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Quality and the Bologna Process Andrée Sursock Deputy Secretary General European University Association (EUA) EPC Annual Congress, 21-23 March 2005, Brighton.

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Presentation on theme: "Quality and the Bologna Process Andrée Sursock Deputy Secretary General European University Association (EUA) EPC Annual Congress, 21-23 March 2005, Brighton."— Presentation transcript:

1 Quality and the Bologna Process Andrée Sursock Deputy Secretary General European University Association (EUA) EPC Annual Congress, 21-23 March 2005, Brighton

2 …2… EUA  Membership organisation of 753 members: universities and national rector conferences in 45 countries (increase of around 200 members in 4 years)  UK members: 82 universities + UUK  Mission: To ensure that universities can fulfill their three-fold public mission (research, teaching and service to society)  Activities: Policy development, projects, research and publication

3 …3… Bologna: Who does what? Involves many actors: Intergovernmental NGO’s: EUA, ESIB, EURASHE QUANGO’s and other bodies HEIs Decisions are prepared through “Bologna conferences” Emphasis on consensual decision-making

4 …4… Bologna: State of play Majority of countries have adapted legislation to fit the two- degree structure (exceptions: Spain, Sweden) Many countries are implementing the various “Bologna tools” Trends IV: 60 site visits in 28 countries: A great deal of enthusiasm for the reform process: an opportunity to bring about profound changes (curricular, administrative, management, links to stakeholders) A very ambitious and challenging change agenda that will enhance the international profile of many universities across Europe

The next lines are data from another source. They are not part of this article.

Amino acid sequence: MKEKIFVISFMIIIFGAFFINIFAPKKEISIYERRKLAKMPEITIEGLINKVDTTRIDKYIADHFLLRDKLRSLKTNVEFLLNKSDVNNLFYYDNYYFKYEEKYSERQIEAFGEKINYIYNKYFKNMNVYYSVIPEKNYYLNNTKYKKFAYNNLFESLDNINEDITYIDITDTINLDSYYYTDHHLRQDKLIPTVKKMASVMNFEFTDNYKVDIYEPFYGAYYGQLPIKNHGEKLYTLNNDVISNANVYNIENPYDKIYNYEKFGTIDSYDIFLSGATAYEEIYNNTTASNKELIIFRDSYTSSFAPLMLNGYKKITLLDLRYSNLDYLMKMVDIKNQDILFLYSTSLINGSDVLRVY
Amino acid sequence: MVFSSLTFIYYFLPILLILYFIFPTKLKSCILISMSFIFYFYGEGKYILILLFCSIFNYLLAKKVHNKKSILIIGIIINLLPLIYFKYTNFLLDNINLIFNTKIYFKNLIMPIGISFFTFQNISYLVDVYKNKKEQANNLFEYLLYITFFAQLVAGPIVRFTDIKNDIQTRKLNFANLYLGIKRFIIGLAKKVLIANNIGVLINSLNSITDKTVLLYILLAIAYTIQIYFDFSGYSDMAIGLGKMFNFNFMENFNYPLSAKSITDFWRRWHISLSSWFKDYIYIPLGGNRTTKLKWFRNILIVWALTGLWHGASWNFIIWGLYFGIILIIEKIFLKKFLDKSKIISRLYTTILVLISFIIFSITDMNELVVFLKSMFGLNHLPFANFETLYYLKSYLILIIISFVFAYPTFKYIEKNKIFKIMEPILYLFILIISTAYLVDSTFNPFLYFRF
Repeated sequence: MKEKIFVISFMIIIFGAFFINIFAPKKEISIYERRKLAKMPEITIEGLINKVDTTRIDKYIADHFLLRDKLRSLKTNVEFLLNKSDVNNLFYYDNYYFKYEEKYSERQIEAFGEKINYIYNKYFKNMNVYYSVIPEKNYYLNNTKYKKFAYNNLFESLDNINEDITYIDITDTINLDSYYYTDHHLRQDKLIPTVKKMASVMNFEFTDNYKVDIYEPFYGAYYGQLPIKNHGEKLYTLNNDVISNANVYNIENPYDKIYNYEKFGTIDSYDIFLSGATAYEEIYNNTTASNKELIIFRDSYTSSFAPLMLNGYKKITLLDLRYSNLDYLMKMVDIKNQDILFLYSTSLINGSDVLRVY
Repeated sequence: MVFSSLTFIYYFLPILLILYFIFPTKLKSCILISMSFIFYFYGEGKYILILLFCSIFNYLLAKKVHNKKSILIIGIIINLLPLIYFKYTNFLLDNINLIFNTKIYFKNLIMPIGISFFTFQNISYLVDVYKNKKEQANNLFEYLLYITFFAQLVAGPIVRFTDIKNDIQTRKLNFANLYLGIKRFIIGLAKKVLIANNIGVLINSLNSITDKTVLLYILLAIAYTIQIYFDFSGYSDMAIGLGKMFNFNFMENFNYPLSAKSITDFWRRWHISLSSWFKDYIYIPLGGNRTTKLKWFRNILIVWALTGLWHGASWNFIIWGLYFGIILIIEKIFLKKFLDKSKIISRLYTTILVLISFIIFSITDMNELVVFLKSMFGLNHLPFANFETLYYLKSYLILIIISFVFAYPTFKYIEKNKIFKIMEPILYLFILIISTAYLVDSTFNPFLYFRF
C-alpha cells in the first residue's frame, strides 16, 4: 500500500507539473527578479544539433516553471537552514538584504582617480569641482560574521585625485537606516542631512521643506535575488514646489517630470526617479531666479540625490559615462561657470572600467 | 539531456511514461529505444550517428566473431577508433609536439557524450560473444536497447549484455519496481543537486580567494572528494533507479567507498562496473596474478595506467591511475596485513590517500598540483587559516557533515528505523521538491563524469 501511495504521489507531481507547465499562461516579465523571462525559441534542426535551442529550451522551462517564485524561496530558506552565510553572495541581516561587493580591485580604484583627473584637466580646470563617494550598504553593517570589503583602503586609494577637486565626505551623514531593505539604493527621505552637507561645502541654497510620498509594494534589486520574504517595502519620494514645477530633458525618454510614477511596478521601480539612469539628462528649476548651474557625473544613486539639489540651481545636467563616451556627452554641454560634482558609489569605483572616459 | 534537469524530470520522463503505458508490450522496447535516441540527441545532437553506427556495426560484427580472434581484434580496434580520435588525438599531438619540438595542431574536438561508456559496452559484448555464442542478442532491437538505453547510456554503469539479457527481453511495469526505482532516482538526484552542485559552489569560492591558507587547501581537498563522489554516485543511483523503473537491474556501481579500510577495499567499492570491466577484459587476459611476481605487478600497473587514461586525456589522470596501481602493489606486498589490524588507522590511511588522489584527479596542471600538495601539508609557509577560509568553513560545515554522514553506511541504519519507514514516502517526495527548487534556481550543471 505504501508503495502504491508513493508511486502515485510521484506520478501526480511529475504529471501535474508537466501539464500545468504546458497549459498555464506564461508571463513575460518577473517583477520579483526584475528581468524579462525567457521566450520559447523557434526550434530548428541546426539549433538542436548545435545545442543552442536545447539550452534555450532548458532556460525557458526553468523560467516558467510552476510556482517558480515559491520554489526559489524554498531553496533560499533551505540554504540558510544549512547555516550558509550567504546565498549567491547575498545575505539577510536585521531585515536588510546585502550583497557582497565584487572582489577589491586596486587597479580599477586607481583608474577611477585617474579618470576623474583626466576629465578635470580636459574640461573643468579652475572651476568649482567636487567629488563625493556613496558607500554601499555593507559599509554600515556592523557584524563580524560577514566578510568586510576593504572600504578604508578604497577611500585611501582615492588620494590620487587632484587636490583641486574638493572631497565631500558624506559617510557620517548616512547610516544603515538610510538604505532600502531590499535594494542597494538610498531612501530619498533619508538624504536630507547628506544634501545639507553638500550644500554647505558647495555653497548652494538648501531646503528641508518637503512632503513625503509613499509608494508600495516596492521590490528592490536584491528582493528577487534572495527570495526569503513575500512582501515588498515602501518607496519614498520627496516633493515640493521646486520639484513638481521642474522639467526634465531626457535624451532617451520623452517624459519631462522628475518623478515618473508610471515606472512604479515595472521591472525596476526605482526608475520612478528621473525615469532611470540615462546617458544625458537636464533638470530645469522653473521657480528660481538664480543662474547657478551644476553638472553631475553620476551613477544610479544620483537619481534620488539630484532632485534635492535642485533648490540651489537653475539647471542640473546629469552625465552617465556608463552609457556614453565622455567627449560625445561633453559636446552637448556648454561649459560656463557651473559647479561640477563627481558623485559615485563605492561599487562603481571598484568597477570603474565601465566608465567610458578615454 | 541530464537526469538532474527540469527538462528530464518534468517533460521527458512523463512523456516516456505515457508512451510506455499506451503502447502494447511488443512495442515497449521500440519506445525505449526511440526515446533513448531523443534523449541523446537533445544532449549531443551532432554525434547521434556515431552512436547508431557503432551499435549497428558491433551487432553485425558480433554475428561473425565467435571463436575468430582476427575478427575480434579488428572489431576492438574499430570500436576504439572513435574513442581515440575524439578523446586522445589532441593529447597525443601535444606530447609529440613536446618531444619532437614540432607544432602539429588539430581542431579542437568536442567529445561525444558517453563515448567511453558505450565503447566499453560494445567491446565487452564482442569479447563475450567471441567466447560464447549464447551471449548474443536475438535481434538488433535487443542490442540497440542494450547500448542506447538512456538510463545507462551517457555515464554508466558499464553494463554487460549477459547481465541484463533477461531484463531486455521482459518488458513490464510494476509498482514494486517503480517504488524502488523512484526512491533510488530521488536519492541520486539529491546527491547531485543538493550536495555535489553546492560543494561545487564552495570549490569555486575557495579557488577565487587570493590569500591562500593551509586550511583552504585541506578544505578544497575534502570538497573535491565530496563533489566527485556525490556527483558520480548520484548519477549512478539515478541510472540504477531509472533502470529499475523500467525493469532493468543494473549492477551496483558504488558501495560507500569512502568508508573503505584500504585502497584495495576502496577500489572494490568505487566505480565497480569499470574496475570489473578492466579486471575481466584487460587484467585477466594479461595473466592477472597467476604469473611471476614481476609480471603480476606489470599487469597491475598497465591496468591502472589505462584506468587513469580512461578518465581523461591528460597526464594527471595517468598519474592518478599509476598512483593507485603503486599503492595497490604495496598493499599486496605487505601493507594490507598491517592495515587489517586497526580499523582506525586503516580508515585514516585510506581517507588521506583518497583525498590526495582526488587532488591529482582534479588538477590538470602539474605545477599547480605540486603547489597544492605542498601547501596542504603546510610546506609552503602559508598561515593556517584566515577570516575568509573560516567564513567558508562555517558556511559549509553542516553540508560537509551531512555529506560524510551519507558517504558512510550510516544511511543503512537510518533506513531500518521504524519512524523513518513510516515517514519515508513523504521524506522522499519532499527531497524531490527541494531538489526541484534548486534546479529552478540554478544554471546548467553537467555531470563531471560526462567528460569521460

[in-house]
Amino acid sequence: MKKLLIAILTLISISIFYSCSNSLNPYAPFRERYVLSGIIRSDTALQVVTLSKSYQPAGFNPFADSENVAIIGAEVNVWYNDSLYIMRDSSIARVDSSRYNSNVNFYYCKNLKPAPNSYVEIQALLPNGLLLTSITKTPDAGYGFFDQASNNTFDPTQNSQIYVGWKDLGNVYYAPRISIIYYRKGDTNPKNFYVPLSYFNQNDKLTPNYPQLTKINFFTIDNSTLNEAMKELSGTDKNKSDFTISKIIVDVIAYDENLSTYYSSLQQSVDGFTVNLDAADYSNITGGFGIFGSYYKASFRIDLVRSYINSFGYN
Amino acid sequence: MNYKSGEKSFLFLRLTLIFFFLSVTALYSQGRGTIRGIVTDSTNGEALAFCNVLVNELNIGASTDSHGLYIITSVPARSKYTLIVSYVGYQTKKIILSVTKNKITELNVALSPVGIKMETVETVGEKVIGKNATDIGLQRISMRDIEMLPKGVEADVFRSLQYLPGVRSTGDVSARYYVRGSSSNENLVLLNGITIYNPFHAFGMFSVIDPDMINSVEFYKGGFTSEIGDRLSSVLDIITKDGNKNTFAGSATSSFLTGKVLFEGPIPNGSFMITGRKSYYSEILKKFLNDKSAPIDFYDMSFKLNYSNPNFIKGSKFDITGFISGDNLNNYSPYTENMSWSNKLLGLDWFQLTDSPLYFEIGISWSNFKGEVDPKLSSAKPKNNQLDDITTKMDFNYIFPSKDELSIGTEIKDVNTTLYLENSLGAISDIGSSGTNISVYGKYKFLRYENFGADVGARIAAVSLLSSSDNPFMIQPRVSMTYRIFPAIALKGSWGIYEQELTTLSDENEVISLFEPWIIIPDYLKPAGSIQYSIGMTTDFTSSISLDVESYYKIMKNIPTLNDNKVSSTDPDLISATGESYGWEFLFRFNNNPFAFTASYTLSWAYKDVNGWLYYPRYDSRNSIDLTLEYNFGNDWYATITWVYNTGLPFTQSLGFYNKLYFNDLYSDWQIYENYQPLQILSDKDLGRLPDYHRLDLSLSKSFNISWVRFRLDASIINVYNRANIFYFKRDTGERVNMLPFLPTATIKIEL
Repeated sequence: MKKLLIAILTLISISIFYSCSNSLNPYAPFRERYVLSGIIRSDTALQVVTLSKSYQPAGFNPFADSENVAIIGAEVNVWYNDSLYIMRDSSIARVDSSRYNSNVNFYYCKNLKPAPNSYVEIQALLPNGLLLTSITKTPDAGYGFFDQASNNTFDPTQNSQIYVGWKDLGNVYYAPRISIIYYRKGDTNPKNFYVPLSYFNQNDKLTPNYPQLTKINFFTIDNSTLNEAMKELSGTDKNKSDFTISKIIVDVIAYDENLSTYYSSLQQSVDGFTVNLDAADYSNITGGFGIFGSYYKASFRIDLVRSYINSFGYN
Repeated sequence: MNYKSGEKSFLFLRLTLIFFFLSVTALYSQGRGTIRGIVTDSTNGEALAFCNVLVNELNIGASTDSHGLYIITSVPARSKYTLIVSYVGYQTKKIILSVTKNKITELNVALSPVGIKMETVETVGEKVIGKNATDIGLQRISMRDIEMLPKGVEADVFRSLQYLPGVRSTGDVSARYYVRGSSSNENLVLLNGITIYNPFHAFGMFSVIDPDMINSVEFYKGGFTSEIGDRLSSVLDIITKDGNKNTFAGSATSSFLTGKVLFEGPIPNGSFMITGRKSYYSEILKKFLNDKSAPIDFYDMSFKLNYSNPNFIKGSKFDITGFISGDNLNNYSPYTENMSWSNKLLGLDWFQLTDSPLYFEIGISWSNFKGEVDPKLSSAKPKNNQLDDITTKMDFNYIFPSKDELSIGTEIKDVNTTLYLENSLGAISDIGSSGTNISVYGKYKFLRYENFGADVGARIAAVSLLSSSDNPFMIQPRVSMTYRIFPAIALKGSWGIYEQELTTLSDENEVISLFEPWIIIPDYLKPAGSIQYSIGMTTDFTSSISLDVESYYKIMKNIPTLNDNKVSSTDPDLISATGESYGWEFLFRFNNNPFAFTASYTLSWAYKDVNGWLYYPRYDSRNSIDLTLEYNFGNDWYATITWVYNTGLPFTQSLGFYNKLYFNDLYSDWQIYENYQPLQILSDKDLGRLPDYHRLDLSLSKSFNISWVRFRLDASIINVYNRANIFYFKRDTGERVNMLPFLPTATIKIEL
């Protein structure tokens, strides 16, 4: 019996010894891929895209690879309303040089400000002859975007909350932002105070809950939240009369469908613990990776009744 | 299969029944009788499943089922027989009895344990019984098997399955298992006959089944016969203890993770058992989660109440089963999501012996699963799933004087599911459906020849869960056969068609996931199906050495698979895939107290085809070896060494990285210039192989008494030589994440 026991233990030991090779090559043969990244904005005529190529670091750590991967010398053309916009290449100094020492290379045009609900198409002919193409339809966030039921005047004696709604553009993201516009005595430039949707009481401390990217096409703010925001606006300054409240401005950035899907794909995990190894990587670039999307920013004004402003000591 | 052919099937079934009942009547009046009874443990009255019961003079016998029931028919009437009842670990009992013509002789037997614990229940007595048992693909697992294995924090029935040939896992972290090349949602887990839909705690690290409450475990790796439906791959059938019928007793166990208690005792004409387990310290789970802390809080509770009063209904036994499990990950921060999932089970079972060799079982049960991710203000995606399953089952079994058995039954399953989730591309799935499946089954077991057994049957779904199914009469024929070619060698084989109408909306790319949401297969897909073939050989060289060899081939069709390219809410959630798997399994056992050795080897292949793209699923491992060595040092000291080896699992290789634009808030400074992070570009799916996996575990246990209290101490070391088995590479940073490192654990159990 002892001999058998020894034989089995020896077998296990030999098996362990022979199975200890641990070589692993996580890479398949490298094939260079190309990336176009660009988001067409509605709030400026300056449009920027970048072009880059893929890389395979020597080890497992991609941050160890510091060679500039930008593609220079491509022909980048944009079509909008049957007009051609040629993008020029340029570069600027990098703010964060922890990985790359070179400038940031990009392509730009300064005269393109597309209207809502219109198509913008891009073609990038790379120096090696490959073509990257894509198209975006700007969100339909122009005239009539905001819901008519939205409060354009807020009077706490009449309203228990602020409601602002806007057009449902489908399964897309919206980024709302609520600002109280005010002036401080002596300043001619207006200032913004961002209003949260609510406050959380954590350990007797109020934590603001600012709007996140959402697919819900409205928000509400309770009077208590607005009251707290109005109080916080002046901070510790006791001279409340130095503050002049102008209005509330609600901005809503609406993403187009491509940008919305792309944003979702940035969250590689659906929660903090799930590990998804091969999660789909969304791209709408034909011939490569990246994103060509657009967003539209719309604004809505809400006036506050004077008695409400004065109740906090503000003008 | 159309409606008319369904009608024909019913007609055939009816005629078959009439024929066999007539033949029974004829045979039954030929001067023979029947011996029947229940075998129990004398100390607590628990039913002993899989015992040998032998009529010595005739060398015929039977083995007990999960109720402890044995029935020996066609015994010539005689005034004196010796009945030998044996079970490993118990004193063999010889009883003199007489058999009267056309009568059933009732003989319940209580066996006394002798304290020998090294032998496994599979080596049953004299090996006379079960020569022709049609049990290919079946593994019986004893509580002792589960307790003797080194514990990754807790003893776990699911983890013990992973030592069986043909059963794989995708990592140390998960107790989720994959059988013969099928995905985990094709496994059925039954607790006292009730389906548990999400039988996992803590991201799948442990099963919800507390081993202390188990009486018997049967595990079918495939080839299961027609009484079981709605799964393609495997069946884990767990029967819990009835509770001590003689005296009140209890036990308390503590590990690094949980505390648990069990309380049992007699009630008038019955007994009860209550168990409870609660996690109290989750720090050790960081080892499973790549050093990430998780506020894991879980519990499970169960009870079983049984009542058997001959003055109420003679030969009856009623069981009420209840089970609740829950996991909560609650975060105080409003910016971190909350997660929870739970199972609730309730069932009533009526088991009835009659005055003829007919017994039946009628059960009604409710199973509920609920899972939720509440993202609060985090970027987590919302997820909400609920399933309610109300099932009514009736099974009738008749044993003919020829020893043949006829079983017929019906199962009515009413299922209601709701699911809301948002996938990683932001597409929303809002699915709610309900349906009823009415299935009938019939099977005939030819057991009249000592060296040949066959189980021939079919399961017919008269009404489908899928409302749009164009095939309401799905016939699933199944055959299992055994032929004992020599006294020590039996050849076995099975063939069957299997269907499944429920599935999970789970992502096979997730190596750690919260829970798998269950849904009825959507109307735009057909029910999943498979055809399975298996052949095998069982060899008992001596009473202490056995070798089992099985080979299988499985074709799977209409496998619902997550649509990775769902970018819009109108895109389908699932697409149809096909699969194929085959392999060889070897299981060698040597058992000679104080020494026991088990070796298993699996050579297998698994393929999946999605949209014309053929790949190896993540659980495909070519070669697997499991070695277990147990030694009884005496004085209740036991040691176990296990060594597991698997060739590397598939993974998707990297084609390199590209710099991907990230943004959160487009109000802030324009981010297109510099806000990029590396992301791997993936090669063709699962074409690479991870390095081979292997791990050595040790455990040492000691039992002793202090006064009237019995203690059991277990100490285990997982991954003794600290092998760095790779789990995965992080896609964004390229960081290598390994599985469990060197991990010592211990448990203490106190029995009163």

5 …5… Changes in the quality debate Bologna Declaration (1999): quality is not a key issue Prague Communiqué (2001): the role of QA agencies predominates Berlin Communiqué (2003): Quality moves to the top of the agenda The responsibilities of HEIs is acknowledged

6 …6… The QA action lines of the Berlin Communiqué (2003) “The primary responsibility for quality lies in HEIs" Invites ENQA, in co-operation with EUA, ESIB and EURASHE (= E4), To develop an agreed set of standards, procedures and guidelines on quality assurance To explore ways of ensuring an adequate peer- review system for QA & A agencies

7 …7… EUA’s interpretation of the Berlin Communiqué  Standards take as their starting points key policy objectives for HE: institutional autonomy, diversity, innovation, etc.: i.e., link the EHEA and the ERA  These key objectives are developed into guidelines to evaluate QA agencies  QA and HE communities must work together in partnership

8 …8… Agreement: Institutional level HEIs must play a key role in order to ensure real accountability Internal Quality Culture